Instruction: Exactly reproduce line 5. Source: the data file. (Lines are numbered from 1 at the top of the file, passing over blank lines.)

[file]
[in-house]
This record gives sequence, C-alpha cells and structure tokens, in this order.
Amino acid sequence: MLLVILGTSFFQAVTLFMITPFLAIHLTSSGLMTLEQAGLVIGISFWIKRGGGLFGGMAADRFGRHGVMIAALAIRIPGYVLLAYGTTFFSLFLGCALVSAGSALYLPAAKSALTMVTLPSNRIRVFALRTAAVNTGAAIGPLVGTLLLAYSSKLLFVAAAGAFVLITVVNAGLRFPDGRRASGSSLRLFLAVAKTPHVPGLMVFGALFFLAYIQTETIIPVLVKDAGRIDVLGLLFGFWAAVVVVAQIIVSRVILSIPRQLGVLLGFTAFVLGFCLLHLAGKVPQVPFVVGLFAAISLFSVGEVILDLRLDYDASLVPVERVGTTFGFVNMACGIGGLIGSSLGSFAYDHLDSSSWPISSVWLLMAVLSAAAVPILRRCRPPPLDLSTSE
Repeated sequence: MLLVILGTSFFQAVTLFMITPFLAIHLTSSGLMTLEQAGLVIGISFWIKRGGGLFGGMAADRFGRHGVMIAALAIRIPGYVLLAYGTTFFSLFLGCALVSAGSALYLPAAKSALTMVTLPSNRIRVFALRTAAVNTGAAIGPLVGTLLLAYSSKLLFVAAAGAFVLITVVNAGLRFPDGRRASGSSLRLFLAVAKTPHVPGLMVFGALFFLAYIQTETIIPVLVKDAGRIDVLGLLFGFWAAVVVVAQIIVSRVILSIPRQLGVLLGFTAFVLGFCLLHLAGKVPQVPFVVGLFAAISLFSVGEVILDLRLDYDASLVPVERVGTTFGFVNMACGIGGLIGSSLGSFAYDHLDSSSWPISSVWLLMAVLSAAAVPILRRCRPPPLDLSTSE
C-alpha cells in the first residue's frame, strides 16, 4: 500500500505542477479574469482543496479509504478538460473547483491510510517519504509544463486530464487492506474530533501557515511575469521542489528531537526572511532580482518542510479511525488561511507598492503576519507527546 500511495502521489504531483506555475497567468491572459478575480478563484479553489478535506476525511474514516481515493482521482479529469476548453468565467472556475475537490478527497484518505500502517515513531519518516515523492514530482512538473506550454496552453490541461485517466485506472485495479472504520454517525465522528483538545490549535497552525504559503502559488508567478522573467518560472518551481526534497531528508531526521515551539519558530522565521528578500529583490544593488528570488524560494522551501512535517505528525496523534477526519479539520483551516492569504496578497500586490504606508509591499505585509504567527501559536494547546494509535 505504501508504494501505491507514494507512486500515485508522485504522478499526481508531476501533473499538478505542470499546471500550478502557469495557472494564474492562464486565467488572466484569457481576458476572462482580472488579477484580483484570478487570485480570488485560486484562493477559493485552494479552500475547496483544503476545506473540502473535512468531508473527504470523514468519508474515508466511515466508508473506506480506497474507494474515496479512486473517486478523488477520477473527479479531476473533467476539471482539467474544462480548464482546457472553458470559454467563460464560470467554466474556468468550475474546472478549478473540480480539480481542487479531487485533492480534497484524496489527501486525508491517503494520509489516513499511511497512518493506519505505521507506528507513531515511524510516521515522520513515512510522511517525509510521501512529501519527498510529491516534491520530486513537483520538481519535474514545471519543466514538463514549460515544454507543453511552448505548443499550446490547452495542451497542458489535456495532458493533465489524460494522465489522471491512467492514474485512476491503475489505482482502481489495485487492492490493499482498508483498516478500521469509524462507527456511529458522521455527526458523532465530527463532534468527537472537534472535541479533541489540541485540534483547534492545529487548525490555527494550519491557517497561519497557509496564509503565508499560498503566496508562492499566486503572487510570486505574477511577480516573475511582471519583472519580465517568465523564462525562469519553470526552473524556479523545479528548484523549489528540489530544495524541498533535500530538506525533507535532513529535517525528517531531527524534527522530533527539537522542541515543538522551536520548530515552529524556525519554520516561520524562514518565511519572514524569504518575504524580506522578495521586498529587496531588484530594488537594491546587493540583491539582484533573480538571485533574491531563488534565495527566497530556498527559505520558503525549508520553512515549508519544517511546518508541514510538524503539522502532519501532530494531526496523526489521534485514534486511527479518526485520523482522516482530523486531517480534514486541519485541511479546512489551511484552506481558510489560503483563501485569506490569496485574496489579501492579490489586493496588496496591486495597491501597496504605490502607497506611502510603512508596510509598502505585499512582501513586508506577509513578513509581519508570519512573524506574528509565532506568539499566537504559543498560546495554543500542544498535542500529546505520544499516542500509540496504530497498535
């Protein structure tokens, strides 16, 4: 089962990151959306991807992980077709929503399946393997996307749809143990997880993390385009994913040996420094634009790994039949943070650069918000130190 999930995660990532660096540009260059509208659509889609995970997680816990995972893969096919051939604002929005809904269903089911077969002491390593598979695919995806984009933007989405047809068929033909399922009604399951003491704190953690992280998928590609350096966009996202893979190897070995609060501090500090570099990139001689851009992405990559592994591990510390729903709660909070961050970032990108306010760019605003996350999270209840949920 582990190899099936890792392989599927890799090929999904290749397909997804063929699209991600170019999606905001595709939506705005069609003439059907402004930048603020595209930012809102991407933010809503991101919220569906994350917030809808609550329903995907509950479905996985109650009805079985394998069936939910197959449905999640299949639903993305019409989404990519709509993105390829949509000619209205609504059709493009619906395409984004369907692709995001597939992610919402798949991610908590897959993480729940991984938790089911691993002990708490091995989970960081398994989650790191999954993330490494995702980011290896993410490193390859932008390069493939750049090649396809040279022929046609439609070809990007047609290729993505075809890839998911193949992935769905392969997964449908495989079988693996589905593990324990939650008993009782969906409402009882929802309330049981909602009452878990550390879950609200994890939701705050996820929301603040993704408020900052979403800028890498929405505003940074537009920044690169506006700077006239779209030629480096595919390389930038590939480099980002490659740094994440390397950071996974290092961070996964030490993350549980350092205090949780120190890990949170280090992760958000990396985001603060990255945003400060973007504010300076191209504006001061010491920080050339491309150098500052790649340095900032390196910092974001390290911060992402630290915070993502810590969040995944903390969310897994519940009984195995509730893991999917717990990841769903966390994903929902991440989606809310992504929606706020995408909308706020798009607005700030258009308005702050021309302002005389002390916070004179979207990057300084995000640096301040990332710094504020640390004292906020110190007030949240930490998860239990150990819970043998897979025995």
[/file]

C-alpha cells in the first residue's frame, strides 16, 4: 500500500505542477479574469482543496479509504478538460473547483491510510517519504509544463486530464487492506474530533501557515511575469521542489528531537526572511532580482518542510479511525488561511507598492503576519507527546 500511495502521489504531483506555475497567468491572459478575480478563484479553489478535506476525511474514516481515493482521482479529469476548453468565467472556475475537490478527497484518505500502517515513531519518516515523492514530482512538473506550454496552453490541461485517466485506472485495479472504520454517525465522528483538545490549535497552525504559503502559488508567478522573467518560472518551481526534497531528508531526521515551539519558530522565521528578500529583490544593488528570488524560494522551501512535517505528525496523534477526519479539520483551516492569504496578497500586490504606508509591499505585509504567527501559536494547546494509535 505504501508504494501505491507514494507512486500515485508522485504522478499526481508531476501533473499538478505542470499546471500550478502557469495557472494564474492562464486565467488572466484569457481576458476572462482580472488579477484580483484570478487570485480570488485560486484562493477559493485552494479552500475547496483544503476545506473540502473535512468531508473527504470523514468519508474515508466511515466508508473506506480506497474507494474515496479512486473517486478523488477520477473527479479531476473533467476539471482539467474544462480548464482546457472553458470559454467563460464560470467554466474556468468550475474546472478549478473540480480539480481542487479531487485533492480534497484524496489527501486525508491517503494520509489516513499511511497512518493506519505505521507506528507513531515511524510516521515522520513515512510522511517525509510521501512529501519527498510529491516534491520530486513537483520538481519535474514545471519543466514538463514549460515544454507543453511552448505548443499550446490547452495542451497542458489535456495532458493533465489524460494522465489522471491512467492514474485512476491503475489505482482502481489495485487492492490493499482498508483498516478500521469509524462507527456511529458522521455527526458523532465530527463532534468527537472537534472535541479533541489540541485540534483547534492545529487548525490555527494550519491557517497561519497557509496564509503565508499560498503566496508562492499566486503572487510570486505574477511577480516573475511582471519583472519580465517568465523564462525562469519553470526552473524556479523545479528548484523549489528540489530544495524541498533535500530538506525533507535532513529535517525528517531531527524534527522530533527539537522542541515543538522551536520548530515552529524556525519554520516561520524562514518565511519572514524569504518575504524580506522578495521586498529587496531588484530594488537594491546587493540583491539582484533573480538571485533574491531563488534565495527566497530556498527559505520558503525549508520553512515549508519544517511546518508541514510538524503539522502532519501532530494531526496523526489521534485514534486511527479518526485520523482522516482530523486531517480534514486541519485541511479546512489551511484552506481558510489560503483563501485569506490569496485574496489579501492579490489586493496588496496591486495597491501597496504605490502607497506611502510603512508596510509598502505585499512582501513586508506577509513578513509581519508570519512573524506574528509565532506568539499566537504559543498560546495554543500542544498535542500529546505520544499516542500509540496504530497498535